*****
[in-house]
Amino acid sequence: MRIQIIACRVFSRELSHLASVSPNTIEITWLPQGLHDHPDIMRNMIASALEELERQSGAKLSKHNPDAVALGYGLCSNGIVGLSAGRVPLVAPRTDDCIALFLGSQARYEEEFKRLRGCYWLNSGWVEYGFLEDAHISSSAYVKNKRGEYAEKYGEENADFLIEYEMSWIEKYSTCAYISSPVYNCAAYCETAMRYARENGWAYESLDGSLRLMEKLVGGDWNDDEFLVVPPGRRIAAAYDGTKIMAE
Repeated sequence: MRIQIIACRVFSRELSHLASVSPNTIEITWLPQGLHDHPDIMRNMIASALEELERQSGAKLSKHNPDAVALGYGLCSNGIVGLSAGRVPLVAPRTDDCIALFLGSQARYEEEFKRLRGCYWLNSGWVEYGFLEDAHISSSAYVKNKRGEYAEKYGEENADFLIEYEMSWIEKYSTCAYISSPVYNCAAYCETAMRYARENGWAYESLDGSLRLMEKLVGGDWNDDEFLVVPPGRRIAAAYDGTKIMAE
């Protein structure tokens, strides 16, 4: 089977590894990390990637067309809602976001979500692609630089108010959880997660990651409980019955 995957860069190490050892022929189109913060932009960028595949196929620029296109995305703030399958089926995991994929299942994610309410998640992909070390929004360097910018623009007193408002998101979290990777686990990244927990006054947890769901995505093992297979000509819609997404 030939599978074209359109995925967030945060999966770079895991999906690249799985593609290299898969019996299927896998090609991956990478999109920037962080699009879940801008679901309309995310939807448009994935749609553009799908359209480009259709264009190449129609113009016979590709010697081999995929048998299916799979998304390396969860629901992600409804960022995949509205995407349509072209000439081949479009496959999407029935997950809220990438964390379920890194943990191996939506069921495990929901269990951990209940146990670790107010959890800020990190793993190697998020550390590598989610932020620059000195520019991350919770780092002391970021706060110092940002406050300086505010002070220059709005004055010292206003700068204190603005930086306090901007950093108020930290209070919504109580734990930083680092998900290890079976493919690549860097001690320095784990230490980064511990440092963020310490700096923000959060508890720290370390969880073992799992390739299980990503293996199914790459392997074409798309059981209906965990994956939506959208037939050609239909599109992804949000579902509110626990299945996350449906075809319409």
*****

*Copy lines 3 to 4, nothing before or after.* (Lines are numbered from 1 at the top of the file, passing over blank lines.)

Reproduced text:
Repeated sequence: MRIQIIACRVFSRELSHLASVSPNTIEITWLPQGLHDHPDIMRNMIASALEELERQSGAKLSKHNPDAVALGYGLCSNGIVGLSAGRVPLVAPRTDDCIALFLGSQARYEEEFKRLRGCYWLNSGWVEYGFLEDAHISSSAYVKNKRGEYAEKYGEENADFLIEYEMSWIEKYSTCAYISSPVYNCAAYCETAMRYARENGWAYESLDGSLRLMEKLVGGDWNDDEFLVVPPGRRIAAAYDGTKIMAE
């Protein structure tokens, strides 16, 4: 089977590894990390990637067309809602976001979500692609630089108010959880997660990651409980019955 995957860069190490050892022929189109913060932009960028595949196929620029296109995305703030399958089926995991994929299942994610309410998640992909070390929004360097910018623009007193408002998101979290990777686990990244927990006054947890769901995505093992297979000509819609997404 030939599978074209359109995925967030945060999966770079895991999906690249799985593609290299898969019996299927896998090609991956990478999109920037962080699009879940801008679901309309995310939807448009994935749609553009799908359209480009259709264009190449129609113009016979590709010697081999995929048998299916799979998304390396969860629901992600409804960022995949509205995407349509072209000439081949479009496959999407029935997950809220990438964390379920890194943990191996939506069921495990929901269990951990209940146990670790107010959890800020990190793993190697998020550390590598989610932020620059000195520019991350919770780092002391970021706060110092940002406050300086505010002070220059709005004055010292206003700068204190603005930086306090901007950093108020930290209070919504109580734990930083680092998900290890079976493919690549860097001690320095784990230490980064511990440092963020310490700096923000959060508890720290370390969880073992799992390739299980990503293996199914790459392997074409798309059981209906965990994956939506959208037939050609239909599109992804949000579902509110626990299945996350449906075809319409």